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From |
"smztsmzt" <smztsmzt@163.com> |

To |
"statalist"<statalist@hsphsun2.harvard.edu> |

Subject |
Re: st: Difference between two age-specific incidence rates and IRR following Poisson regression |

Date |
Mon, 1 Oct 2012 20:39:48 +0800 |

Hi Tim, You could have a look at the “Incidence Rate Ratio Interpretation” in http://www.ats.ucla.edu/stat/stata/output/stata_poisson_output.htm. It might be useful for you. Best wishes, Peng 2012-10-01 发件人：Tim Evans 发送时间：2012-10-01 18:41 主题：st: Difference between two age-specific incidence rates and IRR following Poisson regression 收件人："statalist@hsphsun2.harvard.edu"<statalist@hsphsun2.harvard.edu> 抄送： Hi all, I hope you may be able to help. I am looking at the age specific incidence rates of a type of surgery in cancer patients in a given age group over set periods in time. I have then run a simple Poisson regression model to assess the incidence rate ratio between a base period and following periods in time using the same age group. So for instance. One set of data I find the following: major surgery rate per 100,000 people in 1988-89 is 73.5 (in the 50-59 age group) major surgery rate per 100,000 people in 2008-10 is 96.1 (in the 50-59 age group) If I calculate the rate ratio of 2008-10 to 1988-89 from the data above I have a ratio of 1.31 If I calculate the IRR using Poisson regression for the same data, I return a value of 0.86 (CIs 0.79, 0.93) - which I am clearly finding hard to explain. The age-specific incidence rates are calculated by dividing the count of surgeries in the given population group and multiplied by 100,000. The poisson regression code in Stata looks like this: poisson maj_surg flag2 if age=="50-59", irr maj_surg is binary 0 = no major surgery, 1 = major surgery flag5 is binary 0 = 1988-89, 1 = 2008-10 The major surgery rates calculated above are age specific calculations, whereas the IRR calculated (although based upon the same age groups) are not necessarily, but as I'm presenting age specific results, this is surely not an area of difference. Are the difference related to the fact that my age-specific rates do not take account of any underlying distribution of the data whereas I am implicitly saying in the Poisson regression calculation that the data have a Poisson distribution, and as such the underlying calculations are going to be different? Any pointers really appreciated. Best wishes Tim _DISCLAIMER: This email and any attachments hereto contains proprietary information, some or all of which may be confidential or legally privileged. It is for the exclusive use of the intended recipient(s) only. If an addressing or transmission error has misdirected this e-mail and you are not the intended recipient(s), please notify the author by replying to this e-mail. If you are not the intended recipient you must not use, disclose, distribute, copy, print, or rely on this e-mail or any attachments, as this may be unlawful. * * For searches and help try: * http://www.stata.com/help.cgi?search * http://www.stata.com/support/faqs/resources/statalist-faq/ * http://www.ats.ucla.edu/stat/stata/ * * For searches and help try: * http://www.stata.com/help.cgi?search * http://www.stata.com/support/faqs/resources/statalist-faq/ * http://www.ats.ucla.edu/stat/stata/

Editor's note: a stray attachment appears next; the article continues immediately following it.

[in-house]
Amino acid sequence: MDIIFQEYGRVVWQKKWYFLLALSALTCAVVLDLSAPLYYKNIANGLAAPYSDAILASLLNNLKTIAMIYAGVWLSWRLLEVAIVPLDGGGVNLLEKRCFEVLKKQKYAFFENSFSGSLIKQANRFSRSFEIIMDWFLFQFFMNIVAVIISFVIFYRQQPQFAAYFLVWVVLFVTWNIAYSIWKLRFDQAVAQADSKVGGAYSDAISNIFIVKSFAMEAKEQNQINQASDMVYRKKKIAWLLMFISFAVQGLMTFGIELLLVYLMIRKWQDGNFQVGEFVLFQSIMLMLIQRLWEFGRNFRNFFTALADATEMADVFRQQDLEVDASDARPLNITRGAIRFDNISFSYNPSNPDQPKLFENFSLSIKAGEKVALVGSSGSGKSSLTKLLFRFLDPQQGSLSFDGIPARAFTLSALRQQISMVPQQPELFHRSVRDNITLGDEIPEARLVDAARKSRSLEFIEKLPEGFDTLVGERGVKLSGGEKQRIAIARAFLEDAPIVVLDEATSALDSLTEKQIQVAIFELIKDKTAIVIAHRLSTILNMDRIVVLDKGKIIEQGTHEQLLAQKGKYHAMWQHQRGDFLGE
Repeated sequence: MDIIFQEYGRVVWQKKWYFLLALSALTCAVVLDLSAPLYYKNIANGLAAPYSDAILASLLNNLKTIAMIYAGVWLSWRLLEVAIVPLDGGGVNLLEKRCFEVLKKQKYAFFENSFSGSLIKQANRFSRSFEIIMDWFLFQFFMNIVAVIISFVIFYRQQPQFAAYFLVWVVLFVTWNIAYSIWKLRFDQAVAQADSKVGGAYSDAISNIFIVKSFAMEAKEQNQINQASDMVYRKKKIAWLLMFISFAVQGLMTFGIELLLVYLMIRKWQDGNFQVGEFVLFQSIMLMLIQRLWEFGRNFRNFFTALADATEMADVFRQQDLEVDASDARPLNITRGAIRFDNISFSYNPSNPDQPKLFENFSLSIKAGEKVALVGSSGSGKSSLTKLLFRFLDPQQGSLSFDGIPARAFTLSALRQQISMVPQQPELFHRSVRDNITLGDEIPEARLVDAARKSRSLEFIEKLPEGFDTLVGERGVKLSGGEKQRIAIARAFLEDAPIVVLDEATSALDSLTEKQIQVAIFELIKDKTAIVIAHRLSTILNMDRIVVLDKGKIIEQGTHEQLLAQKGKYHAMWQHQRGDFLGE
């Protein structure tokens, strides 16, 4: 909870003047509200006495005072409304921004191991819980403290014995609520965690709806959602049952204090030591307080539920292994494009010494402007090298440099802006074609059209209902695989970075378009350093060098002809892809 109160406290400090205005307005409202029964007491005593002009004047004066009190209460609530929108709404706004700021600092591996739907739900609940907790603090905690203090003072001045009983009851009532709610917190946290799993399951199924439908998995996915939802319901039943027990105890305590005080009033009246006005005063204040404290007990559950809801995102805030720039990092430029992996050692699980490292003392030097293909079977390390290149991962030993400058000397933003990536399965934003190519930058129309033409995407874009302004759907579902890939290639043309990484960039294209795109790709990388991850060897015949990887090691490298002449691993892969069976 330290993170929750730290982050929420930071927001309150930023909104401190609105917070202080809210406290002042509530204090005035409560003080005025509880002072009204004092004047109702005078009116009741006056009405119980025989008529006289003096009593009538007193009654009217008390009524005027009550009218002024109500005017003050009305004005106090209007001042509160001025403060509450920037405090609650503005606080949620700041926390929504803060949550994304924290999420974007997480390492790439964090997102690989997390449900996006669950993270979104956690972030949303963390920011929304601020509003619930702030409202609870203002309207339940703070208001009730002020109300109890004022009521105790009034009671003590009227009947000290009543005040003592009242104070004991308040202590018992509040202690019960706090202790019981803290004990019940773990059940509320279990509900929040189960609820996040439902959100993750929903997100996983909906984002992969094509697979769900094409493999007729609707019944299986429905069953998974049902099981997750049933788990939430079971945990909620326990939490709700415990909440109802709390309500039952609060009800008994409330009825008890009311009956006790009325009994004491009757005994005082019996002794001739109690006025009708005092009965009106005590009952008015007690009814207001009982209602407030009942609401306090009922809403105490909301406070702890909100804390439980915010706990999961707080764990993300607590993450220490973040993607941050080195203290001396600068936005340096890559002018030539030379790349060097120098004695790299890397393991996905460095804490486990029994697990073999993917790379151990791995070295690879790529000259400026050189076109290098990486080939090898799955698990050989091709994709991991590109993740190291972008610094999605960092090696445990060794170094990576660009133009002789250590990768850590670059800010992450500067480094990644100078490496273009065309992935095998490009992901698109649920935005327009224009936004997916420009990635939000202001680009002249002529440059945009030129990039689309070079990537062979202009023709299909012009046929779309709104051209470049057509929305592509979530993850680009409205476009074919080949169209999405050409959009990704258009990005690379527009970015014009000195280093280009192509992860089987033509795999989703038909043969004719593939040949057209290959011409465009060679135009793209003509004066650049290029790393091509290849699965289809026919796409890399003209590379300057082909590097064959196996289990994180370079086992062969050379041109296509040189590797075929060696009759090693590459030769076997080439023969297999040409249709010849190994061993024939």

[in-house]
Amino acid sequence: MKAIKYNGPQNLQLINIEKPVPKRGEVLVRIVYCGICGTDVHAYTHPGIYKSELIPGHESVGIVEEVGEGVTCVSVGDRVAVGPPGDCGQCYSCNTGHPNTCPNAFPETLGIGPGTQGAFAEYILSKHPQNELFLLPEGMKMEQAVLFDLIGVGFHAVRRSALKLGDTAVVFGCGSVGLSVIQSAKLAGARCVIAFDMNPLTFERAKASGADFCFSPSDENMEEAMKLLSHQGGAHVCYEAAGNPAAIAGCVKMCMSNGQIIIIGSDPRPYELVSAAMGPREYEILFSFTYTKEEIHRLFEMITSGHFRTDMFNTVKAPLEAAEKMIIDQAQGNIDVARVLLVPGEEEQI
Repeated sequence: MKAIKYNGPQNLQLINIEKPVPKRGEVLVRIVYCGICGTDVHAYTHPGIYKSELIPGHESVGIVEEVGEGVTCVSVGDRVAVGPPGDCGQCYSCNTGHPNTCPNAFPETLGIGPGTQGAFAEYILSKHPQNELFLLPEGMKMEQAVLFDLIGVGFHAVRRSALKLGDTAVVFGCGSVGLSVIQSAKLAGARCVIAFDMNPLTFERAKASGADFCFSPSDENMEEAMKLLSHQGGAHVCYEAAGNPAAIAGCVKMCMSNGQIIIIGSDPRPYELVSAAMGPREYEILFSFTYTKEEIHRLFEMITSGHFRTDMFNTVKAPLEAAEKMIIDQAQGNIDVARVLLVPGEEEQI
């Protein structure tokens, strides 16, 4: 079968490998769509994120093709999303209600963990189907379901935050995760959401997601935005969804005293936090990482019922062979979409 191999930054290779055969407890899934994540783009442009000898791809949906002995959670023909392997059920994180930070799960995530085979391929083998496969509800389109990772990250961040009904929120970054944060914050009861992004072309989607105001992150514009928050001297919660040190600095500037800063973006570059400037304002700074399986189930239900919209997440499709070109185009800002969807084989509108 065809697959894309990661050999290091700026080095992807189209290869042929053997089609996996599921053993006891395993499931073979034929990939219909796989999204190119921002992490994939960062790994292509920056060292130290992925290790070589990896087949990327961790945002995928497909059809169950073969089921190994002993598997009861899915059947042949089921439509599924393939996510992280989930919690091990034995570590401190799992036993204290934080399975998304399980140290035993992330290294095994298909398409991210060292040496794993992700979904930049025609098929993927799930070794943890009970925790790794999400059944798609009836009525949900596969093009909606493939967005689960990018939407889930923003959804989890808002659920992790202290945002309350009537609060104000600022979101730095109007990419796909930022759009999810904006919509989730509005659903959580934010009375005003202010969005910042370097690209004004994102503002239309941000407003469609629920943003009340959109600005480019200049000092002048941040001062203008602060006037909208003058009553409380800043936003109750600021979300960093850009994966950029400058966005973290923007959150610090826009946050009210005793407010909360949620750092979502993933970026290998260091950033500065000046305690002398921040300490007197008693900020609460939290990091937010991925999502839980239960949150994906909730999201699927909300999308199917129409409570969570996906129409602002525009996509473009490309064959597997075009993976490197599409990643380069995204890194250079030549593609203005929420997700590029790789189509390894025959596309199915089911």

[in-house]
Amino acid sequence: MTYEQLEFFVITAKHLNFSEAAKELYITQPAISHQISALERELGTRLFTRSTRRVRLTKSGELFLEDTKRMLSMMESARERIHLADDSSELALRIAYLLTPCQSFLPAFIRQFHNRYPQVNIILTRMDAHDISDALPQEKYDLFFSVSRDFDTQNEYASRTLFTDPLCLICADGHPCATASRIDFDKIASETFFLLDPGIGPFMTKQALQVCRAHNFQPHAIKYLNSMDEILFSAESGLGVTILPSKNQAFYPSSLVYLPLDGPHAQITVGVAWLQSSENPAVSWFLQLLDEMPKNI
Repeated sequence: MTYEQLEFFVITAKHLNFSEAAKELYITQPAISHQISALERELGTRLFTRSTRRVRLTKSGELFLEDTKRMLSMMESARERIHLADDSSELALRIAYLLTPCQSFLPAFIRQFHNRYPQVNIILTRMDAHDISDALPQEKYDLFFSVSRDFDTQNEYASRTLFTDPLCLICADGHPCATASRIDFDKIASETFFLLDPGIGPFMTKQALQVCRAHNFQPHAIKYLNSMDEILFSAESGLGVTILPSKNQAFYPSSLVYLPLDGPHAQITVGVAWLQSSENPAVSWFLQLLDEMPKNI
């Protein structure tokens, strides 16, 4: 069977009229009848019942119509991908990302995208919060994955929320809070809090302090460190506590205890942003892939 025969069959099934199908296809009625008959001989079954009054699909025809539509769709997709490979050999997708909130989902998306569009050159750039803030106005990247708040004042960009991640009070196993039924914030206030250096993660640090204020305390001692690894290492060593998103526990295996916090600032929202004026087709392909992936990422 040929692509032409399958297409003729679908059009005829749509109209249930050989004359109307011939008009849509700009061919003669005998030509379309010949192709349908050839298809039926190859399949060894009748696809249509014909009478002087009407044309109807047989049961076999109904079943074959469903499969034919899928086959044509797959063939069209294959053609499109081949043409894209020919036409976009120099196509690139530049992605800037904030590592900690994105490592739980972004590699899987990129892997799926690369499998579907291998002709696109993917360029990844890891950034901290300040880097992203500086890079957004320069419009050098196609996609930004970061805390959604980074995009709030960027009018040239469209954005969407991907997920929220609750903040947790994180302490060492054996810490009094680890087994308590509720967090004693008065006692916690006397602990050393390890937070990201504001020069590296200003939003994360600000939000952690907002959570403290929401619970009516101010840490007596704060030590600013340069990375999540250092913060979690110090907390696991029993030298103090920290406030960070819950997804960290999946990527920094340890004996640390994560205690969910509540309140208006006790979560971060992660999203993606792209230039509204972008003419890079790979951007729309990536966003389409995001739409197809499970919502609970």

**References**:**st: Fixed effects vector decomposition***From:*fernando luiz mistura <f_mistura@hotmail.com>

**st: Difference between two age-specific incidence rates and IRR following Poisson regression***From:*Tim Evans <Tim.Evans@wmciu.nhs.uk>

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